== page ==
Szijjarto: Europe, Africa should step up anti-terrorism cooperation
Speaking at the local United Nations Office of Counter-Terrorism (UNOCT), Peter Szijjarto said European security was the weakest since the cold war, having to face a war in Ukraine and one in Israel amid a growing threat of terrorism.
Europe has also seen a “massive flood of immigrants” in the past eight years, he said. Hungary thwarted 230,000 illegal entry attempts last year and 173,000 so far this year, he said. He slammed the EU migration policy as “irresponsible” for “practically encouraging illegal immigration and handling the protection of external borders as a human rights issue rather than a security one.
“We Hungarians see a robust and strict border protection as a necessity, an issue of sovereignty as well as security. We consider illegal entries as a crime and an attack on our sovereignty.”
Szijjarto said terrorism and the “massive migration waves” created a vicious circle. Terrorism is both a root cause and consequence of migration, as terrorists may hide in the masses to travel around the world, he said. The foreign minister said illegal migration had resulted in growing threat of terrorism, creating “parallel societies” in several European countries, “no-go zones where the police can’t keep the order, and gang wars have become more frequent.”
Hungary has a vested interest in a successful fight against terrorism due to the double security challenge it is facing, one posed by the war in Ukraine and one through migration along the Western Balkan route, he said.
At the same time, the fight against terrorism is a global responsibility, he said, saying it was “unacceptable” that the UN covered only 3 percent of UNOCT’s budget, expecting member states to make up the rest.
He said he supported the Secretary-General’s proposal to increase funding.
Budapest is home to the second largest UNOCT office employing 24 experts, Szijjarto said. Hungary is also part of a programme aiming to filter out potential terrorists, he added.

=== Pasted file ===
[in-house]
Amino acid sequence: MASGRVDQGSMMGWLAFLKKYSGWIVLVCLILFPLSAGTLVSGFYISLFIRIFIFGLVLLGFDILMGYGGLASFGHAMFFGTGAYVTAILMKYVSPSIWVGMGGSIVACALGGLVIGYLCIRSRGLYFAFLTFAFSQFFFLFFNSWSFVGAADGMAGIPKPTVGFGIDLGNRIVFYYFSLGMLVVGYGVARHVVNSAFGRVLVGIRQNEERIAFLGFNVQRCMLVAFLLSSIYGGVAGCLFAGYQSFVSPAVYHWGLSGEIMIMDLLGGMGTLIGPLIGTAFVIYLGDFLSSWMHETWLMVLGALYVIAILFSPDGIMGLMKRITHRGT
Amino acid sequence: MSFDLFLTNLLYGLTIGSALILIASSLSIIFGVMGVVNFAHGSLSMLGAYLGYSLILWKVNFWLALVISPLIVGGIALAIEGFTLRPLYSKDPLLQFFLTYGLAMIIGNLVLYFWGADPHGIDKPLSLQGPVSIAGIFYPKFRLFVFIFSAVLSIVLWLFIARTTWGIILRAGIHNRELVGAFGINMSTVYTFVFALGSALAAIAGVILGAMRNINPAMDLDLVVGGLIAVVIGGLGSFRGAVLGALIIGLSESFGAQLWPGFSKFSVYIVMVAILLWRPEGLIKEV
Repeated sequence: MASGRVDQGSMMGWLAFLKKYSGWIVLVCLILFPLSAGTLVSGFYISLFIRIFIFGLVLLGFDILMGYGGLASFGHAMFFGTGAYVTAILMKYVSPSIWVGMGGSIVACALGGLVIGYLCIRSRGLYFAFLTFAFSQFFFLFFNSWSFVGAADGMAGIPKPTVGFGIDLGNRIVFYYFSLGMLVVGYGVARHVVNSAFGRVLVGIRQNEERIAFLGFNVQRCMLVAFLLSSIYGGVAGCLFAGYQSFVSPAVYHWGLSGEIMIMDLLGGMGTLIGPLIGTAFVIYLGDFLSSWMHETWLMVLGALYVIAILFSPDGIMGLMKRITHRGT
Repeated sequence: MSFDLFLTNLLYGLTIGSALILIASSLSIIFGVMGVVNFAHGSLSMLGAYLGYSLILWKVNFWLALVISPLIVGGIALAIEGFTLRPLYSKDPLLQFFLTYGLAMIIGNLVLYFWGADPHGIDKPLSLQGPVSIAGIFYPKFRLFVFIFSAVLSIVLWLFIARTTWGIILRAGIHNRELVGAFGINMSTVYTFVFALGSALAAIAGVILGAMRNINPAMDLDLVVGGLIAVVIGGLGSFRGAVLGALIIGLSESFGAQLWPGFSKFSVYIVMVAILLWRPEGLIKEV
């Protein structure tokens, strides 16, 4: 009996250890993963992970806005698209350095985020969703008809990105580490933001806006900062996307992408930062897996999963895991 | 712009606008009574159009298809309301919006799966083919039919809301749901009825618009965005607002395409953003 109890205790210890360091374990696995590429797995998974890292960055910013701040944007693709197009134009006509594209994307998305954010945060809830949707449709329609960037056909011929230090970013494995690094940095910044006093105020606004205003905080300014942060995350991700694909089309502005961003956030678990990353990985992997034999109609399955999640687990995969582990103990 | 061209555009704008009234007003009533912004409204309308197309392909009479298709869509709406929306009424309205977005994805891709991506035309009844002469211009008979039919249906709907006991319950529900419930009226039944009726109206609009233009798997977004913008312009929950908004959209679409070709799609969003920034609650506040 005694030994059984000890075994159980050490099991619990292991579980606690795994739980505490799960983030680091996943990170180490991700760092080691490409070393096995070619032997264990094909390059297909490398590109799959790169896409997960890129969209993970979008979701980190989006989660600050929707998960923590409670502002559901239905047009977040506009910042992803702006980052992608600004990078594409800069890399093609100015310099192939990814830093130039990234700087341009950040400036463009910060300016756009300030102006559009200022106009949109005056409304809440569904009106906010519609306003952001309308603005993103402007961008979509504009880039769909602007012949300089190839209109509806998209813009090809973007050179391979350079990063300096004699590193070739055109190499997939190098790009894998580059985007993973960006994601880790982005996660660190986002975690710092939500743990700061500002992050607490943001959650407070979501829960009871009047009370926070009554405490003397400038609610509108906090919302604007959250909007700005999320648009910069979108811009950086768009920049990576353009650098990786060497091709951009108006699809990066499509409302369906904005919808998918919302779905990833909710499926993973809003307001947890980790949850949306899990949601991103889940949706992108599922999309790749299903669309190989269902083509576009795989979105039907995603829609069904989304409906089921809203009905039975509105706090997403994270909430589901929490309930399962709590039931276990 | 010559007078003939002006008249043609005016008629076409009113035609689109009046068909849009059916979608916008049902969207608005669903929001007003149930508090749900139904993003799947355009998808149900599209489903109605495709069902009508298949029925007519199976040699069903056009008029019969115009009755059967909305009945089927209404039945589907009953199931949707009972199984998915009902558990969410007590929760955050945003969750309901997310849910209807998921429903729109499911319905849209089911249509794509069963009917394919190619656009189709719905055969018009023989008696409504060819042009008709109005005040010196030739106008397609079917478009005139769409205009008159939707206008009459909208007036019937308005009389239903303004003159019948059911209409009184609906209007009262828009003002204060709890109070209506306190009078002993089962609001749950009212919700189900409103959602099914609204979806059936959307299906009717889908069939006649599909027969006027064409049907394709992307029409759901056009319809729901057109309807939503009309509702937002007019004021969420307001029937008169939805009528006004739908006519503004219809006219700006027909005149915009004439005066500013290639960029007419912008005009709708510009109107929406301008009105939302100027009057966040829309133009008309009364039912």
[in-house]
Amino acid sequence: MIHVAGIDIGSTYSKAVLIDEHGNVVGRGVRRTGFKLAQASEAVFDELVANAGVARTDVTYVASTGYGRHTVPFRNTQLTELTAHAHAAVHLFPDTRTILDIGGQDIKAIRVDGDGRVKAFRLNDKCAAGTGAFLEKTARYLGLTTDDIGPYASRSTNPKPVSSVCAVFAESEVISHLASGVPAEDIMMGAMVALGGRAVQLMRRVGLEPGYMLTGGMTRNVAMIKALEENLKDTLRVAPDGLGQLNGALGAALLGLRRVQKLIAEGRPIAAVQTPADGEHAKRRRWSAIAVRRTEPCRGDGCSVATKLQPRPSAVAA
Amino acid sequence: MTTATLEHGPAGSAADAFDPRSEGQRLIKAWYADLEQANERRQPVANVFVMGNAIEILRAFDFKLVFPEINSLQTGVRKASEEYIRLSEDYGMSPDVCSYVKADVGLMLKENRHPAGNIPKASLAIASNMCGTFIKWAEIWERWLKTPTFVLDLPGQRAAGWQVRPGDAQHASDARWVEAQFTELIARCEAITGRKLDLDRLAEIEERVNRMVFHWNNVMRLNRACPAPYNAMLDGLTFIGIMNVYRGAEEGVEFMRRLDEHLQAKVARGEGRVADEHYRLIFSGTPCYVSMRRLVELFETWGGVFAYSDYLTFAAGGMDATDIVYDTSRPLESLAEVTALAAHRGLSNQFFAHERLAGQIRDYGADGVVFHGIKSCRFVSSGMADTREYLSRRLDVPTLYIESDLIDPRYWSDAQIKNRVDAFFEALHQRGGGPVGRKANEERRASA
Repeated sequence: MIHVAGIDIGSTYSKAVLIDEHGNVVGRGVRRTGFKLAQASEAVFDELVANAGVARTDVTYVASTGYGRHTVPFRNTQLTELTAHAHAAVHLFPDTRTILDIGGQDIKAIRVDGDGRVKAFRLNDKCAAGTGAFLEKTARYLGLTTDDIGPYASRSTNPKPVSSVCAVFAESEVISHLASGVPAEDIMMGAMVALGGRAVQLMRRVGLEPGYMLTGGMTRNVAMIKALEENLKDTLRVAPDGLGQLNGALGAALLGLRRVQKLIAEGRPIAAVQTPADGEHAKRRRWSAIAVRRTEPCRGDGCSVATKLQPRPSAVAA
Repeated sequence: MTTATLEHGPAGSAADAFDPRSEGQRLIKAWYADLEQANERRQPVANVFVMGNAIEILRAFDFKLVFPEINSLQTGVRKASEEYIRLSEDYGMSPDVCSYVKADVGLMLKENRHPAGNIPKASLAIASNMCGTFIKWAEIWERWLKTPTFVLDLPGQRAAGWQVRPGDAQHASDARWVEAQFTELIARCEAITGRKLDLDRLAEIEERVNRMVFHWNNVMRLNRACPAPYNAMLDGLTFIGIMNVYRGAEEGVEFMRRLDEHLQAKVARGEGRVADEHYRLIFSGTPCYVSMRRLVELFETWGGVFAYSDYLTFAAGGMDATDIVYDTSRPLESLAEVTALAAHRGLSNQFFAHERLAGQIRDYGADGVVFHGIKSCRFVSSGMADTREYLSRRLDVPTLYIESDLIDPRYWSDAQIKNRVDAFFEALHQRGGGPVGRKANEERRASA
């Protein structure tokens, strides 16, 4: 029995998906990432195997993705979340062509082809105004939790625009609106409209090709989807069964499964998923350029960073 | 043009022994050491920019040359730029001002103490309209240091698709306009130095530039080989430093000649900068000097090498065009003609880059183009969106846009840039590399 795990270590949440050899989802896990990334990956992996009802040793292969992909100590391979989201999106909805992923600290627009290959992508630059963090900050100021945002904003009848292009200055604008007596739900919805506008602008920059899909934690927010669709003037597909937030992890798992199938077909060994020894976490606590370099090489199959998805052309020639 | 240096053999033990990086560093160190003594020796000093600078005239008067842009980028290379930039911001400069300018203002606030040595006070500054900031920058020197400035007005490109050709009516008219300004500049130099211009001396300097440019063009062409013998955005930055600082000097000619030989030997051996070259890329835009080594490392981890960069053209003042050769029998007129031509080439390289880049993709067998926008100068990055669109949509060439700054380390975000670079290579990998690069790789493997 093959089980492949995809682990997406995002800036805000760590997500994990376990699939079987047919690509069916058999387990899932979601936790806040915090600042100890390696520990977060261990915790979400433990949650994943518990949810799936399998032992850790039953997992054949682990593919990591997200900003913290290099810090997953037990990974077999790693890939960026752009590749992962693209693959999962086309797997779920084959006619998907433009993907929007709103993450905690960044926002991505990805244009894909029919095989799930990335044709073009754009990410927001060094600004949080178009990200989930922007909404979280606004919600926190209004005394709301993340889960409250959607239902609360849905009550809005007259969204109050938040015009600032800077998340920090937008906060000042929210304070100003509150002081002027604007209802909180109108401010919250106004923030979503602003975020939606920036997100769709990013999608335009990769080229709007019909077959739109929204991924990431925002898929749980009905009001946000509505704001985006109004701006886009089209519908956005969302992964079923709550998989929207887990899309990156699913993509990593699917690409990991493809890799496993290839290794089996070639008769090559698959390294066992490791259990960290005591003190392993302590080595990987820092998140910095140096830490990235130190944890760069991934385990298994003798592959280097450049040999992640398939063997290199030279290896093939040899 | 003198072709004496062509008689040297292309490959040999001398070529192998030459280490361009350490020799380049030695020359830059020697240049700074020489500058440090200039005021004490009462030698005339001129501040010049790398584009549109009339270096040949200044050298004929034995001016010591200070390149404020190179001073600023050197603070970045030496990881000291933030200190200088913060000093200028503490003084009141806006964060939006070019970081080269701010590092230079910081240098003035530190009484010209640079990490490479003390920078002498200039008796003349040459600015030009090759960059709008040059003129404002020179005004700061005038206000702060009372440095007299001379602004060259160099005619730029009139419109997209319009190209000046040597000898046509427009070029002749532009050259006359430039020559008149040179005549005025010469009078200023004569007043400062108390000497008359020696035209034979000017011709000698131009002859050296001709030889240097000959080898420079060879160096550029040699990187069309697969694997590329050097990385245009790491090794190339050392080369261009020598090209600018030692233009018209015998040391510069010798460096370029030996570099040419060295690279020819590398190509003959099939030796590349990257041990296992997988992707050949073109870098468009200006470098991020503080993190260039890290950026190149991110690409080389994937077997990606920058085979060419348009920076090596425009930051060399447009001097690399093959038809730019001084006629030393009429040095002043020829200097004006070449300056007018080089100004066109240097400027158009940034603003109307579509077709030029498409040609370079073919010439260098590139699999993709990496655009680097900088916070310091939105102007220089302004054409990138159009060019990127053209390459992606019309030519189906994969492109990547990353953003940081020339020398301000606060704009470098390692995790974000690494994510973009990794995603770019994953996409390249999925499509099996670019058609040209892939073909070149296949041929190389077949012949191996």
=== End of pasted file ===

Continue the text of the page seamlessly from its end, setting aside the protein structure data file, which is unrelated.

The fight against terrorism cannot succeed without Africa, and European security starts with that of Africa, he said.
Minister hails Morocco’s role in fight against migration
Unlike the European Union with its “irresponsible policies”, Morocco is a partner Hungary can continue to rely on in the fight against illegal migration, Szijjarto said.
With the multitude of security challenges faced by Europe, Hungary greatly appreciates its partners that can contribute to improving the situation, rather than make it worse, Szijjarto told a joint press conference with his Moroccan counterpart, Nasser Bourita, according to a ministry statement.
There are armed conflicts on the continent as well as in its direct neighbourhood, while migration pressure is continuously rising and becoming increasingly difficult to manage because of the EU’s “completely irresponsible” policy, Szijjarto said.
He said the EU this year saw a record number of illegal entry attempts on its external borders, adding that Hungary, too, had registered 173,000 illegal border crossing attempts since the beginning of the year.
“Brussels’s migration policy is an irresponsible one, so we can’t rely on Brussels,” he said. “We’re very lucky to be able to rely on north African countries that pursue responsible security policies, such as Morocco.”
“We consider Morocco a bastion of defence of European security,” Szijjarto said. “We owe Morocco our gratitude for its efforts to keep migration at bay, the steps it has taken in the interest of the region’s stability, and . because of its firm actions against terrorism.”
“Peace and security in Africa are a fundamental prerequisite for peace and security in Europe,” the minister said.
Migration towards Europe, he said, could only be halted if its root causes were eliminated. This, he added, was another reason why it was important for Hungary and Morocco to cooperate in bolstering Africa’s security, fighting terrorism and developing the economy.
Szijjarto said migration needed to be stopped, rather than encouraged, praising the cooperation between Hungary and Morocco.
He said bilateral cooperation was based on mutual respect. “The reason why this could be established is because we are two sovereign countries that pursue sovereign foreign policies and put their national interests first, don’t give in to pressure, attempts at interference, or the pressure applied by the international liberal mainstream,” he added.
Turning to economic cooperation, Szijjarto welcomed that Morocco had become Hungary’s top trading partner in Africa. Bilateral trade turnover came close to a record 300 million dollars last year, and has grown by 36 percent this year, he said.
Also, some 1,300 Moroccan students applied this year for the 165 scholarships offered for studies at universities in Hungary, he added.